Full current amp gauges were fairly common in older vehicles, but the output of alternators was also usually quite low (about 40 amps or less). As alternator amperage increased, the in-dash amp gauges were changed to a shunt-type amp gauge, which does not flow the full current through the wiring.
An amp gauge that uses a shunt under the hood (used by GM in the 70's) works more like a milli-voltmeter that measures the voltage drop between two points in the wiring harness. The gauge then uses the measurement of voltage drop to calculate an amp (or current flow) reading on the gauge. Its similar to measuring the amount of fuel in your gas tank at two points in time. If you know the amount of time and the fuel level difference between the two measurements, you can calculate the fuel flow rate.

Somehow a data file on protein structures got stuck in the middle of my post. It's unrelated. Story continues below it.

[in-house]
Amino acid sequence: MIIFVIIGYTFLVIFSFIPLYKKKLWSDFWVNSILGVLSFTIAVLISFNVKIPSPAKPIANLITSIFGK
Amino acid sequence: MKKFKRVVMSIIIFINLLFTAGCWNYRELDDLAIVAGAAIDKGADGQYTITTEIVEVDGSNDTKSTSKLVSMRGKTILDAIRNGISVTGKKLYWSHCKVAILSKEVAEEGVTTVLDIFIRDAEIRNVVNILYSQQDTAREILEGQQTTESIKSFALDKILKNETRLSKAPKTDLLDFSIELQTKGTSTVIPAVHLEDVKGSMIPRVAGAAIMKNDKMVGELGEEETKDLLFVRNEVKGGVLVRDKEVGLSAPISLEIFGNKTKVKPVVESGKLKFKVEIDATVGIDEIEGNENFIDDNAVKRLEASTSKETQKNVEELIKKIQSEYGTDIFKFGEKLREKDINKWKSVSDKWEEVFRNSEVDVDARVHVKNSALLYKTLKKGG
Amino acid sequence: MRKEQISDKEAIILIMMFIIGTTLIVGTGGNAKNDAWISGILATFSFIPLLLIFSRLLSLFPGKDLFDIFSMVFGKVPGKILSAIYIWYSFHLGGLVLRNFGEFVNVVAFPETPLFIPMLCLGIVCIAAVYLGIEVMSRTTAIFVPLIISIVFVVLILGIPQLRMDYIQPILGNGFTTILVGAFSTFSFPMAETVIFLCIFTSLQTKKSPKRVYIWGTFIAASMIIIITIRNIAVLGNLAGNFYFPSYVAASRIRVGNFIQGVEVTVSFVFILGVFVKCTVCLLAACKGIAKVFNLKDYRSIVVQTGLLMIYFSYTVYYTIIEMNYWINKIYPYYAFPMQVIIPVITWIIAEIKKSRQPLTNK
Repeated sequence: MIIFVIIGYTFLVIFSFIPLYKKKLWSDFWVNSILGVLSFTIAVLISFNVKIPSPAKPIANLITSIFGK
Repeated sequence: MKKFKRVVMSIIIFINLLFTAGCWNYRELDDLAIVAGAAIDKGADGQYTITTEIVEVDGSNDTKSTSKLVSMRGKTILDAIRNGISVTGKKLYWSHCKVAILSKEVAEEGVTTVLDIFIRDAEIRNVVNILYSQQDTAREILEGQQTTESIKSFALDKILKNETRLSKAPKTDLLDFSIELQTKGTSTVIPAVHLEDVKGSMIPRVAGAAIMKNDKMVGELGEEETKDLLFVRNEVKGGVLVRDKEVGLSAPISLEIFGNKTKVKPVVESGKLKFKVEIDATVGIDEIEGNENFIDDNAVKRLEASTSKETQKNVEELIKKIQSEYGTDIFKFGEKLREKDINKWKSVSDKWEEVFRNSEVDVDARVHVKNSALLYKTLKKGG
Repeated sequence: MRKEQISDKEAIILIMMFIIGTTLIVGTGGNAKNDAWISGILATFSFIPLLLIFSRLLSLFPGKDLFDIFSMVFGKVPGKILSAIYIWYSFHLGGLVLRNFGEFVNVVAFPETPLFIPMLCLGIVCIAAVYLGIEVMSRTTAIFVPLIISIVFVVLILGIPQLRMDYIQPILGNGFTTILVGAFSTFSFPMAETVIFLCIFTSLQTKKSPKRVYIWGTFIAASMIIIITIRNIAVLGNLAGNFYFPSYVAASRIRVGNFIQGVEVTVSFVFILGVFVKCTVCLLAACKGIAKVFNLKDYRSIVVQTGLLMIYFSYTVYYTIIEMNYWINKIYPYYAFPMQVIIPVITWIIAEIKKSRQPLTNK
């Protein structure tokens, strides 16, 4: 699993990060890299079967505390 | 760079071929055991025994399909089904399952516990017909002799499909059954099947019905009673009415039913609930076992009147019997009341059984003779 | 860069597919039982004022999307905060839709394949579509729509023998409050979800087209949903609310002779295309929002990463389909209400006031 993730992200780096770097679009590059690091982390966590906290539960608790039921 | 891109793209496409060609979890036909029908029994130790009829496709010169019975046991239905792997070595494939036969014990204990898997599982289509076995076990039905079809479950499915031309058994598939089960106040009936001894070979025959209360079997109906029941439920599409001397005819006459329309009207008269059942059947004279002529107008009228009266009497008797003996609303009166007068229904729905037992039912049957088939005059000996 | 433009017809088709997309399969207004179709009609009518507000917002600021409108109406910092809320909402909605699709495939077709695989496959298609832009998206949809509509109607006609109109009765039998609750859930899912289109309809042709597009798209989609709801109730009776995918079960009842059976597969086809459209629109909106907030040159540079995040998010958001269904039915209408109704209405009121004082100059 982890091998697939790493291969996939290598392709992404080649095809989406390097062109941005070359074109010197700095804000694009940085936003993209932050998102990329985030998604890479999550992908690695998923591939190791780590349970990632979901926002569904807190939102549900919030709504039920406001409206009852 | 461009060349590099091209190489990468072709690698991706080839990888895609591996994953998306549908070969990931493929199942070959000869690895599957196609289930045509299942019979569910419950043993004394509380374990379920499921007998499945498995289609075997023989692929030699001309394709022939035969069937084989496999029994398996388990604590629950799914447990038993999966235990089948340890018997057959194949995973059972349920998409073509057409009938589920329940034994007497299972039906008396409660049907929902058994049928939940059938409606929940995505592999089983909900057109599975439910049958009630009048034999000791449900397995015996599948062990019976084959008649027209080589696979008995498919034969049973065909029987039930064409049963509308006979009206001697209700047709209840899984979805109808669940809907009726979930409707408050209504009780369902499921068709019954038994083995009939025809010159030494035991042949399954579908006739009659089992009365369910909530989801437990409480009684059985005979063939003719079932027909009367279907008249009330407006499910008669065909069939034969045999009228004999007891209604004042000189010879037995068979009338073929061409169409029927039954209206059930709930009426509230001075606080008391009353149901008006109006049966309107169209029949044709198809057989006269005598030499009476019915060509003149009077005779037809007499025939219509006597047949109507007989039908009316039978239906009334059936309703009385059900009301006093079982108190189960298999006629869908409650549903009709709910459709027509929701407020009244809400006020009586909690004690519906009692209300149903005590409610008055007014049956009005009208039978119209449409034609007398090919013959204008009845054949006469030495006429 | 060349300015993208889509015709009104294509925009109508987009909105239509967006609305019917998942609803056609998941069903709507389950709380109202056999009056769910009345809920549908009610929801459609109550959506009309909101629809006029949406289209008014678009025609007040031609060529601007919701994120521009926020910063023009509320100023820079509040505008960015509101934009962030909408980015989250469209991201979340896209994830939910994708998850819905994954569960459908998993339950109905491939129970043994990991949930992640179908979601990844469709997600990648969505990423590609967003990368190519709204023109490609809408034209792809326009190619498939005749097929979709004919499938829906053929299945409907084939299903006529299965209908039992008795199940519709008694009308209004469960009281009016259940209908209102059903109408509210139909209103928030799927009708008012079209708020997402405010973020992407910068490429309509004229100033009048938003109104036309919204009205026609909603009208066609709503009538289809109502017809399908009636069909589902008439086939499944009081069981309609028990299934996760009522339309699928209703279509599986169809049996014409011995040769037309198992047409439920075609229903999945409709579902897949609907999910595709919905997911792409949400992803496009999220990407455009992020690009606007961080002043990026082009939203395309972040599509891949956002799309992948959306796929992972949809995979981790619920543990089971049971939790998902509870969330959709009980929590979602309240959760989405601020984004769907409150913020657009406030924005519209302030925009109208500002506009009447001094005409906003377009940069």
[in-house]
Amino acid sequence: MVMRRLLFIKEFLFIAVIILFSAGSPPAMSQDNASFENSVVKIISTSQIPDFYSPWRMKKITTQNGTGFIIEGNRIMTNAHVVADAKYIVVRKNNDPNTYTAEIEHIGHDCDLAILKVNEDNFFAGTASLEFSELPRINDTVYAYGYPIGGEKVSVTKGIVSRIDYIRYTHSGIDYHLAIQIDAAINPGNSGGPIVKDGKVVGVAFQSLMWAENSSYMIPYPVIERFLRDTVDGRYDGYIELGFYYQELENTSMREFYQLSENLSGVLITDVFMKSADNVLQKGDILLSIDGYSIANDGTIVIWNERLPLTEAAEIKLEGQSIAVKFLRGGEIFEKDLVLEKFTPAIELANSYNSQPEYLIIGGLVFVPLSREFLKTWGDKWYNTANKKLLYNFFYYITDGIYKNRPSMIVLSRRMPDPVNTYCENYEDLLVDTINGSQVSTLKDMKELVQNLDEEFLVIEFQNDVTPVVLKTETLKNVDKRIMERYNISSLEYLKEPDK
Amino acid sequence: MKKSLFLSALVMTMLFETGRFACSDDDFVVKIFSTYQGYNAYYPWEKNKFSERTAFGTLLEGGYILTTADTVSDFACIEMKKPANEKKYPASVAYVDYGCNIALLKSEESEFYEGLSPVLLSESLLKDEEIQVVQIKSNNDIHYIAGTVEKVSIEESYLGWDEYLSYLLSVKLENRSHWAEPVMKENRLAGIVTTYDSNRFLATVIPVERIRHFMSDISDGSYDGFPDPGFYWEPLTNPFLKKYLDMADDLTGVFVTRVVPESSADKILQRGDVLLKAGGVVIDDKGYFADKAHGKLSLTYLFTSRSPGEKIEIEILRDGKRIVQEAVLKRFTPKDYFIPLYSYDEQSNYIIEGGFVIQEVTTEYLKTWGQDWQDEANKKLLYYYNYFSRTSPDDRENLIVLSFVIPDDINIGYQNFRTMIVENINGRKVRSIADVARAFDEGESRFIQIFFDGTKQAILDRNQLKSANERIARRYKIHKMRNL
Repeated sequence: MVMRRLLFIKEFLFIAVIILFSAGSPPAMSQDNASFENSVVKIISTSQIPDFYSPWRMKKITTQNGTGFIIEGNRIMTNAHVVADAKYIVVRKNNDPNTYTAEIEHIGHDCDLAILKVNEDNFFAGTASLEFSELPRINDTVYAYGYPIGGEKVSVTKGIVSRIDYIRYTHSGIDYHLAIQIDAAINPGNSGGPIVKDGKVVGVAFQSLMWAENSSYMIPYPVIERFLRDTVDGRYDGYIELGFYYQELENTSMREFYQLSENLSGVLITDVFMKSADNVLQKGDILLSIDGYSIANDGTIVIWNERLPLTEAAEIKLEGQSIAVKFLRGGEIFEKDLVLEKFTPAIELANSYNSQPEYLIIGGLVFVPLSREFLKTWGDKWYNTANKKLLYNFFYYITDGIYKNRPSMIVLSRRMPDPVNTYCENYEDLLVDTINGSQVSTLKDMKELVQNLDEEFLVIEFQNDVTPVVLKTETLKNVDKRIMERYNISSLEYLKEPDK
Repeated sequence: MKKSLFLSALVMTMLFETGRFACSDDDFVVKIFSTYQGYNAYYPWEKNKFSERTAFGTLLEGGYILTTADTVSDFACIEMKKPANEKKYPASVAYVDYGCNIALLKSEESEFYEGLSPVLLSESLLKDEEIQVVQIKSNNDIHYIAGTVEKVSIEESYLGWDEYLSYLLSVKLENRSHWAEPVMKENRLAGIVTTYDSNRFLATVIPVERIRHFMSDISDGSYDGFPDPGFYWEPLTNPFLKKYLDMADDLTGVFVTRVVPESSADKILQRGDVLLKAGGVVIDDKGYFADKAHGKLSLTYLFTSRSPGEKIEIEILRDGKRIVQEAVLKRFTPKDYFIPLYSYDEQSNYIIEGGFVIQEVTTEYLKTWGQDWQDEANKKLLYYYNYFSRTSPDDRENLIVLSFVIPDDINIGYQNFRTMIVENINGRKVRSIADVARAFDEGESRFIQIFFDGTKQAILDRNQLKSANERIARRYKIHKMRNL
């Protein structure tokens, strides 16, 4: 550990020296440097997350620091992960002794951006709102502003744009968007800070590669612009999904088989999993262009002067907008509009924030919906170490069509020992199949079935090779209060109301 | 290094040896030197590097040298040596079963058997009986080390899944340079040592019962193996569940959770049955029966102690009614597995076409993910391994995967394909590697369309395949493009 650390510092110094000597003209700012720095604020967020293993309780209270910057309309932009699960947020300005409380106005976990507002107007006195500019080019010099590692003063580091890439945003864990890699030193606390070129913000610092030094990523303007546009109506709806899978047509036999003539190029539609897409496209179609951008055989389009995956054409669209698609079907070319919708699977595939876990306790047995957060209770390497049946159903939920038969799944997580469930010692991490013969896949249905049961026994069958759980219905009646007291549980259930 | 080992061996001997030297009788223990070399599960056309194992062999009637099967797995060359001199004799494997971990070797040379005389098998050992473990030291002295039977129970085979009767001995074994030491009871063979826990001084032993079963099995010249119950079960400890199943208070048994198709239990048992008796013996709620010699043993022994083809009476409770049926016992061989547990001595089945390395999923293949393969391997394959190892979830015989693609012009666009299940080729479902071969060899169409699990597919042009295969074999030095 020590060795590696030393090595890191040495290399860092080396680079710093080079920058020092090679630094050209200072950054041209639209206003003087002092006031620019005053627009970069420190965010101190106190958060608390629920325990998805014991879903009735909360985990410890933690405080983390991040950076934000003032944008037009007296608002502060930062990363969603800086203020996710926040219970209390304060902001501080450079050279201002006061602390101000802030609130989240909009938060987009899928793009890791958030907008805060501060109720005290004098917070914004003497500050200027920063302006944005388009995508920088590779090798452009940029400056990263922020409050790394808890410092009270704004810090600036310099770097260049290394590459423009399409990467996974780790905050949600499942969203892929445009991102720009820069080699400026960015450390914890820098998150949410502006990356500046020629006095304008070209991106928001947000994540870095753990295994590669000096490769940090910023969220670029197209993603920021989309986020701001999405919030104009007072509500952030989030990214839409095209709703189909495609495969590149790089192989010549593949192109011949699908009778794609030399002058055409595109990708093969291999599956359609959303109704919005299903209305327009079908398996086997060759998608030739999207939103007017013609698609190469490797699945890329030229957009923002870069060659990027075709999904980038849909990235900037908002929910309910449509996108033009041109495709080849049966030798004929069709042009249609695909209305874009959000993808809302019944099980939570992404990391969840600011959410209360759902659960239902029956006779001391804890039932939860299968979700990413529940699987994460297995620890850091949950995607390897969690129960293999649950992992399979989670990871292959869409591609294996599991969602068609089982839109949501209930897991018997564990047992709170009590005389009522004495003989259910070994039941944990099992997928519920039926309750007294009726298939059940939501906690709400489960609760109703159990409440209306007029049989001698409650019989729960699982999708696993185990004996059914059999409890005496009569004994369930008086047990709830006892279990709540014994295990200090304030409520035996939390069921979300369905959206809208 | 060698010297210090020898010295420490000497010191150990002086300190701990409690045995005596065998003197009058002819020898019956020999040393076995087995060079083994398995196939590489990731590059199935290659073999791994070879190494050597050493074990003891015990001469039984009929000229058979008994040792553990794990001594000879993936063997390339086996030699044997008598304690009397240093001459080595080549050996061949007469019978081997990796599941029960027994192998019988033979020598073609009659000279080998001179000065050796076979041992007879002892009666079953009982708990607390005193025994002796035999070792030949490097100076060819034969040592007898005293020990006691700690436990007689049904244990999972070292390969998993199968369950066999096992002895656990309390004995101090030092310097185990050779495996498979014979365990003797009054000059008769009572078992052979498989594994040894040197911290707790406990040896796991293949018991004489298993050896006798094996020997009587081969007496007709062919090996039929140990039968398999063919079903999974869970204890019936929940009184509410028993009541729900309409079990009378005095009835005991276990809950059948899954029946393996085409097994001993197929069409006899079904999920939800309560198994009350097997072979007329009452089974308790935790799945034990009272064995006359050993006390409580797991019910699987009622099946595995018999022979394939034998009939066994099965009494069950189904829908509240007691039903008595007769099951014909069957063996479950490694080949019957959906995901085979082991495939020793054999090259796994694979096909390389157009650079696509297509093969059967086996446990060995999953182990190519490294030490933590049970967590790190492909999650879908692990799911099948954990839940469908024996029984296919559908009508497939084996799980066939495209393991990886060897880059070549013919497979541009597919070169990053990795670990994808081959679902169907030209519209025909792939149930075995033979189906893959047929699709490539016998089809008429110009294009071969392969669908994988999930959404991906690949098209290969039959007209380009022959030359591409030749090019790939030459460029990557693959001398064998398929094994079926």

The article referenced in a previous post by Rick 5150 69 identifies a replacement cluster that uses a voltmeter instead of an ammeter. This is a much safer choice.